Making a boutonniere is all about learning to wire individual flower heads and leaves and combining them into a pleasing buttonhole flower. You can choose your own colors and flower varieties.
To create a similar design, you'll need the following flowers and supplies:
It's best to wire all flowers and greens, mist them well with Finishing Touch and assembling the boutonniere when the flowers are dry.
I started with Viking Poms, which come in color shades of bright yellow to dark burnished bronze.
Insert a flexible wire into a Viking pomp that has been cut down to about a 1 - 2" stem. Push the wire all the way through, coming out of the center of the flower head.
Create a hairpin hook at the end of the wire.
Pull the wire down gently, until it is concealed by the center of the flower. Using floral tape, start at the neck of the flower and rotate the flower while pulling downward on the tape. It will stretch and cling to itself, covering the wire. Cut shorter with wire cutters and continuing wiring another flower head and then the greenery.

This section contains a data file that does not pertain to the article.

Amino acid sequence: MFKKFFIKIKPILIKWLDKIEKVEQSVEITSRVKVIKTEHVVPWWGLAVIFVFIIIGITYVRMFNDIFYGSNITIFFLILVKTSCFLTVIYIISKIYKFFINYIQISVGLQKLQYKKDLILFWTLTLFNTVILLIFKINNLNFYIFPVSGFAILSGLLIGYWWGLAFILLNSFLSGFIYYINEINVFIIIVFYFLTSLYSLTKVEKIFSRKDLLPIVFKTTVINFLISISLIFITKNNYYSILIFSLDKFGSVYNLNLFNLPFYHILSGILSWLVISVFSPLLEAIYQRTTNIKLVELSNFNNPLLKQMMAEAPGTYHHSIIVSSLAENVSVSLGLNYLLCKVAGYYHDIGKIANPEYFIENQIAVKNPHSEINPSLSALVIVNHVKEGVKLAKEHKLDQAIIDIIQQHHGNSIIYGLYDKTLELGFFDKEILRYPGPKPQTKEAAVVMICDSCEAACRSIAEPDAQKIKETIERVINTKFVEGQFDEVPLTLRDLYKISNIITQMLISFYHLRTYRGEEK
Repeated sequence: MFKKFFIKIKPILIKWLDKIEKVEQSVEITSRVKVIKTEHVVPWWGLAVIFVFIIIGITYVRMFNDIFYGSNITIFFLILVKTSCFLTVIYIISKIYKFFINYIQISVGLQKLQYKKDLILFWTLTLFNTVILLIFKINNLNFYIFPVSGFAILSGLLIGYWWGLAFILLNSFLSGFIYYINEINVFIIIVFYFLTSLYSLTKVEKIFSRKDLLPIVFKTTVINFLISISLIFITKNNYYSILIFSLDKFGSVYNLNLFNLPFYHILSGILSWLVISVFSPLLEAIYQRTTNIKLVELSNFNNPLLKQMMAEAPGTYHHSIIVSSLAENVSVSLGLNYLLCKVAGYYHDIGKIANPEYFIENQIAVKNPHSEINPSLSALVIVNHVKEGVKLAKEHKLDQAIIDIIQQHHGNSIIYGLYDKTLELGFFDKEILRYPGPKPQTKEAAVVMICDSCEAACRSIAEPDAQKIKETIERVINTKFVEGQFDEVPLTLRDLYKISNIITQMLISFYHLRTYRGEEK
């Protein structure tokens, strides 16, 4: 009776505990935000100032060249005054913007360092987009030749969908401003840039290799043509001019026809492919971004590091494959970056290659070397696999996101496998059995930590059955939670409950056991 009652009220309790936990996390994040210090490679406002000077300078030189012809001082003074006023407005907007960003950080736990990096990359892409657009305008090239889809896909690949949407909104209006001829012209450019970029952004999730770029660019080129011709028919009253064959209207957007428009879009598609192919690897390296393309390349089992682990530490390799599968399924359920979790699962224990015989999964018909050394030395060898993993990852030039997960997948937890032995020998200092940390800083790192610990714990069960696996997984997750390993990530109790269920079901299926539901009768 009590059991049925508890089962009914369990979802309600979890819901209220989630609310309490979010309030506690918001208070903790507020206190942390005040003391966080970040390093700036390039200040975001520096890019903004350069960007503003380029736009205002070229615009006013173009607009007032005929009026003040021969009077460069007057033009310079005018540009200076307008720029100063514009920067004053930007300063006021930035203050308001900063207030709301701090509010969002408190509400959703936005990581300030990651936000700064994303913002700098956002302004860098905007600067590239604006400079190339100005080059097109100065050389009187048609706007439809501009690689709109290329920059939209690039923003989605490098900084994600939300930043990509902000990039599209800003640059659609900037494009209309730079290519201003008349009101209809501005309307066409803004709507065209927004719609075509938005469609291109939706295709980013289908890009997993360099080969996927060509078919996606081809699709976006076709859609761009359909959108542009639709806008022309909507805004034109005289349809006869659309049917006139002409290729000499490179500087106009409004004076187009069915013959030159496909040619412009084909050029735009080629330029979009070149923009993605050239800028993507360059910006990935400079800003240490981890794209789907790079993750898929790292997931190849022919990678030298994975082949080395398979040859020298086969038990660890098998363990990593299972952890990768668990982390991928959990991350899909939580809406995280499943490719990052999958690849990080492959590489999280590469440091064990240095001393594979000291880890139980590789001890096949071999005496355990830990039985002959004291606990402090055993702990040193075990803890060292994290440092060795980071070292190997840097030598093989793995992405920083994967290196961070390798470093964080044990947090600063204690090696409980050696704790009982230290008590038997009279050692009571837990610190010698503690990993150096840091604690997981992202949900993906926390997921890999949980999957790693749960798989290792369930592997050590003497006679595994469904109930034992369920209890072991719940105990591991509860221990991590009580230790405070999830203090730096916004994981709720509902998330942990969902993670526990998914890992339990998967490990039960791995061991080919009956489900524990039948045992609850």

We are going to repeat the same steps with the following flowers and greens. First, wire a sprig of baby's breath, using the hook method and corsage tape. Set aside and continue wiring other pieces.
Plumosa is a feathery fern that works well in cut flower work such as corsages and boutonnieres. Wire a few small pieces as with the steps above and set aside.
I'm adding bright contrast with hypericum berries. They come in a range of colors, including creamy white, bright green, deep burgundy and bright red. Wire a few clusters of berries, using the same hook method as with the flower above.
Bear grass is a fine bladed greenery that doesn't require wiring. Simply double over and tape into small loops.
Each boutonniere will only need a couple of loops. Keep them small and proportant to the size of the boutonniere.
Once your focal flowers and accent flowers are wired, let's go through the steps of using either silk leaves or wiring fresh leaves.